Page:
Assassination of John F. Kennedy in popular culture

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The assassination of John F. Kennedy has been referenced or recreated in popular culture numerous times.

Fictional detectives investigating the assassination[edit]

The novel Gideon's March by J. J. Marric, was published in 1962 by Hodder and Stoughton in London, the year before the Kennedy assassination. Inspector George Gideon learns of a plot to assassinate President Kennedy during a state visit to London. The assassination is to take place during a parade, by means of a bomb; the assassin, called O'Hara, is a Southern bigot who hates the President for his Roman Catholic faith and his civil-rights initiatives.

Television and film portrayals[edit]

The assassination and the subsequent conspiracy theories surrounding his death have been the topic for many films, including:[citation needed]

In 1975, a San Francisco-based group of artists called Ant Farm reenacted the Kennedy assassination in Dealey Plaza, and documented it in a video called The Eternal Frame. Two years later, the assassination was re-enacted again as part of the ABC television movie The Trial of Lee Harvey Oswald, looking at what might have happened had Jack Ruby not prevented Oswald from going to court. The 1983 NBC TV mini series Kennedy showed the assassination from Jackie Kennedy's perspective.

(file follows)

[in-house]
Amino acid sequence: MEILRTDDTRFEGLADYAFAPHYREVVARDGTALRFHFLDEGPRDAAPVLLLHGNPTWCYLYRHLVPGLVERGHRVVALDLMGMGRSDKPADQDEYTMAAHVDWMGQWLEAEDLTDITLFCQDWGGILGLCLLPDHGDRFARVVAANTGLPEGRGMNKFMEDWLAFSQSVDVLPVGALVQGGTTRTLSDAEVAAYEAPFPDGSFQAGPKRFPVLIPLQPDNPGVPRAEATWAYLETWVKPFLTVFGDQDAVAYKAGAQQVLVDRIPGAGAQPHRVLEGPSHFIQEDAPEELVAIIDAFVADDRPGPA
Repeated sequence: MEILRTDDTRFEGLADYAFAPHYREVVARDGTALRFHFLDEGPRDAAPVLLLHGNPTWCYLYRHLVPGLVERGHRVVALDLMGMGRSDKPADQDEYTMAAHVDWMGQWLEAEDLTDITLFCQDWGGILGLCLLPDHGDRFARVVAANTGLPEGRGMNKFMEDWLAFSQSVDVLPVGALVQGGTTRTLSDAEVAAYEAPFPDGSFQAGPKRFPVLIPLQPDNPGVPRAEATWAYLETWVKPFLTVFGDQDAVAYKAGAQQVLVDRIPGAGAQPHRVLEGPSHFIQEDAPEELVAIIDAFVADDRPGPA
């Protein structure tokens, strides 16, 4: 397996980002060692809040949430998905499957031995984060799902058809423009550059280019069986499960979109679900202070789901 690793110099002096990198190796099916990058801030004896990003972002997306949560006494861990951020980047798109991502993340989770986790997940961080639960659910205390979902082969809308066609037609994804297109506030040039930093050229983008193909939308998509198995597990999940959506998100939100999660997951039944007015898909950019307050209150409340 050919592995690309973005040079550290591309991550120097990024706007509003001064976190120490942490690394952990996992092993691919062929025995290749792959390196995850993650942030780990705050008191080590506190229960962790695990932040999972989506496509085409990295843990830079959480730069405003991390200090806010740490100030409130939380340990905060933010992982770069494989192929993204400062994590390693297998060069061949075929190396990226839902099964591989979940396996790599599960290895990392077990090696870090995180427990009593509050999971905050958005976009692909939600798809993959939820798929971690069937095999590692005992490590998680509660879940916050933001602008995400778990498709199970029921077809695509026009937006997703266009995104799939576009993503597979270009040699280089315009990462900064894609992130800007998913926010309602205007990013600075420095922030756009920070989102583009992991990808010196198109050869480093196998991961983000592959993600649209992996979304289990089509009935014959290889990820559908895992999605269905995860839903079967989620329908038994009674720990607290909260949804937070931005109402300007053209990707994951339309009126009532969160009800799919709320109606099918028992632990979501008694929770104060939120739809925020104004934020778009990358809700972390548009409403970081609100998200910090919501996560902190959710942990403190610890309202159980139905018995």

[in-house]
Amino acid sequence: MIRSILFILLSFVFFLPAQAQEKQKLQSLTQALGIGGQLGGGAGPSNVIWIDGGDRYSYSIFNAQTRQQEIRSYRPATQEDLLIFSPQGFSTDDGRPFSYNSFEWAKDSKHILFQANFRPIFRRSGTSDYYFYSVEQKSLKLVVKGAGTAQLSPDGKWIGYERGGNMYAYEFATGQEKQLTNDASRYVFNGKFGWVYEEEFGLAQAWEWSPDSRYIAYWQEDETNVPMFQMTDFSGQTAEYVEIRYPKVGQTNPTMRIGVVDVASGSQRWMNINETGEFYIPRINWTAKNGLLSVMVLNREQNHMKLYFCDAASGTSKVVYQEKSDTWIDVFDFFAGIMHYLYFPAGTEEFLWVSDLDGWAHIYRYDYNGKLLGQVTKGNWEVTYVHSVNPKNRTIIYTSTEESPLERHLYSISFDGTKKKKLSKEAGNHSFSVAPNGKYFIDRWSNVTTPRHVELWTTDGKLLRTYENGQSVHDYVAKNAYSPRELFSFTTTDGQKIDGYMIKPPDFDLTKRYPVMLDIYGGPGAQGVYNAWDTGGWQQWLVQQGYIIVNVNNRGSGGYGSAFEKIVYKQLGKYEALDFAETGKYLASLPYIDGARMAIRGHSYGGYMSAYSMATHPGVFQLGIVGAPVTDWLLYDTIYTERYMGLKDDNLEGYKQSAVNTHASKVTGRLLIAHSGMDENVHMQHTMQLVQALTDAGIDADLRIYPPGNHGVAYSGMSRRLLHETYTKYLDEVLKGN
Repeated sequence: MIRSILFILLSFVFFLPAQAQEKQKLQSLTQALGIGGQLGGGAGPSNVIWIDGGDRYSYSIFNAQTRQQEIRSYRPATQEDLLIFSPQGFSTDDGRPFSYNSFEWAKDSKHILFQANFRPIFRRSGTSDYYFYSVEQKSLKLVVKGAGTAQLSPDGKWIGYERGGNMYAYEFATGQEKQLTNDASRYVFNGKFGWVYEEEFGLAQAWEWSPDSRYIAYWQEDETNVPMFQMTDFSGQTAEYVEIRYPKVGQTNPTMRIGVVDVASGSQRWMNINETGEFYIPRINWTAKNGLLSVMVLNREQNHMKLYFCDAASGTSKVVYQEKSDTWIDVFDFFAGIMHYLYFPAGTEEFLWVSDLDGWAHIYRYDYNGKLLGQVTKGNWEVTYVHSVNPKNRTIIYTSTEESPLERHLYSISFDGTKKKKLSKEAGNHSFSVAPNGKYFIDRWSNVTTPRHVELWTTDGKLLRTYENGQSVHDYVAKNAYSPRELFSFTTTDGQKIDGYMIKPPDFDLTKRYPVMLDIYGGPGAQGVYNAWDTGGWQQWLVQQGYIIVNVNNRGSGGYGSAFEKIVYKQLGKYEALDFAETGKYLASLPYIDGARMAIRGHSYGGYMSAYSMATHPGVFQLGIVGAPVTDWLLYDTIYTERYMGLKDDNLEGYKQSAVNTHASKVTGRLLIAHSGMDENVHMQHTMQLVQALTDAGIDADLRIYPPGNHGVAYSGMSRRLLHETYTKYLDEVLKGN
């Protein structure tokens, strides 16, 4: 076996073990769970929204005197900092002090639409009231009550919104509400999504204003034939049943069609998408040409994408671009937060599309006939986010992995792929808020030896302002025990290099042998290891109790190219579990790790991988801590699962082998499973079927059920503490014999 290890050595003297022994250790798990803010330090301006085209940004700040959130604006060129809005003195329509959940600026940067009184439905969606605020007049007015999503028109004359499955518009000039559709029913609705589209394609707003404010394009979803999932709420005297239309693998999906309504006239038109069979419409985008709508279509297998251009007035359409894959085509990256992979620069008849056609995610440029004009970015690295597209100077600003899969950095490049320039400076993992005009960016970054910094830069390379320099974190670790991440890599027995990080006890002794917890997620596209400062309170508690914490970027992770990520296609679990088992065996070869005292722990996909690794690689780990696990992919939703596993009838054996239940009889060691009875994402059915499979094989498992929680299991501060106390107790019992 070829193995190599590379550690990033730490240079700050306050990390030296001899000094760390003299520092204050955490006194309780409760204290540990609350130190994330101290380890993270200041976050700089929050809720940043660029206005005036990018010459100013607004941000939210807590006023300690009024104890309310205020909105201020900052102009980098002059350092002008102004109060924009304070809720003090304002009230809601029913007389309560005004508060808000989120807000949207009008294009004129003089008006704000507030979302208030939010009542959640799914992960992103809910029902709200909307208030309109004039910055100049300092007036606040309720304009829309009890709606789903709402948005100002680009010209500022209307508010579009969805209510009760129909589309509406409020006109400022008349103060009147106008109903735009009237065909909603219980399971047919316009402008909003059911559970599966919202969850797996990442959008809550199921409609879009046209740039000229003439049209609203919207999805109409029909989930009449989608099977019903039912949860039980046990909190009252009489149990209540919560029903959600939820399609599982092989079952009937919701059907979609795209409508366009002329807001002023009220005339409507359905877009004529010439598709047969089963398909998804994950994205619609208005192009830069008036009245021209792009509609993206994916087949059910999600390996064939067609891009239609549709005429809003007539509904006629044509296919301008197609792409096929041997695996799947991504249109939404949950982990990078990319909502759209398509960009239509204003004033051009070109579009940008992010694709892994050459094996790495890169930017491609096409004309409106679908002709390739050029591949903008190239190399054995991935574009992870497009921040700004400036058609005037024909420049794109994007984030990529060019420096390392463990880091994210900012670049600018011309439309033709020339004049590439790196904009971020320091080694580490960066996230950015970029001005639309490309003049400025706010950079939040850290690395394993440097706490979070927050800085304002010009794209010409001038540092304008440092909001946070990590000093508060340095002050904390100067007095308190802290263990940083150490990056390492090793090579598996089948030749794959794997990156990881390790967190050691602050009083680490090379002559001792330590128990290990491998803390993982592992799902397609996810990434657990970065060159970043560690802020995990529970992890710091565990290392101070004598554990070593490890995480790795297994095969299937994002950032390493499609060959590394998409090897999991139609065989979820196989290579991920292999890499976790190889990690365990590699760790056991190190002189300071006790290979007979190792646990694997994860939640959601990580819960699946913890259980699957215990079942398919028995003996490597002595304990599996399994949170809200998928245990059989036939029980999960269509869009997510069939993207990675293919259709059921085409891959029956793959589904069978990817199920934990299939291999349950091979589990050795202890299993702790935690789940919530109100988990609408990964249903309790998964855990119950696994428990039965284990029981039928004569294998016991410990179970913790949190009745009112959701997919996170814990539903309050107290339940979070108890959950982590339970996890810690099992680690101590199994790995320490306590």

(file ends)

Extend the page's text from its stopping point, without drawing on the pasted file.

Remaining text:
Andy Warhol's 1966 film Since recreated the assassination from multiple perspectives with participants from The Factory.[2] Since is heavily improvised and explores the media portrayal of the assassination.[2]

In comedies[edit]

The 2002 film Interview With the Assassin presents the assassination and resultant conspiracy theories in mock documentary fashion, with a terminally ill former Marine named Walter Ohlinger who claims that he was the second gunman behind the fence on the grassy knoll. In the same year, in Bubba Ho-tep, Ossie Davis played an assassination-obsessed character with a scale model of Dealey Plaza, and photos of the various players on his wall.

The short film My Dinner With Oswald, directed by Paul Duane and written by Donald Clarke, focuses on a re-creation of the assassination at a Dublin dinner party.

In the "Tikka to Ride" episode of Red Dwarf, the characters accidentally knock Lee Harvey Oswald out of the sixth-floor window of the Book Depository, creating an alternate timeline where Kennedy is impeached in 1965 for sharing a mistress with a mafia boss. J. Edgar Hoover is blackmailed into running for President by the mob and allows Russia to establish nuclear missiles in Cuba. Fearing the repercussions of this timeline – but unwilling to kill Kennedy themselves – the characters convince the alternate John F. Kennedy to go back in time and shoot his past self from the grassy knoll, arguing that this action will restore his historical position as a liberal icon.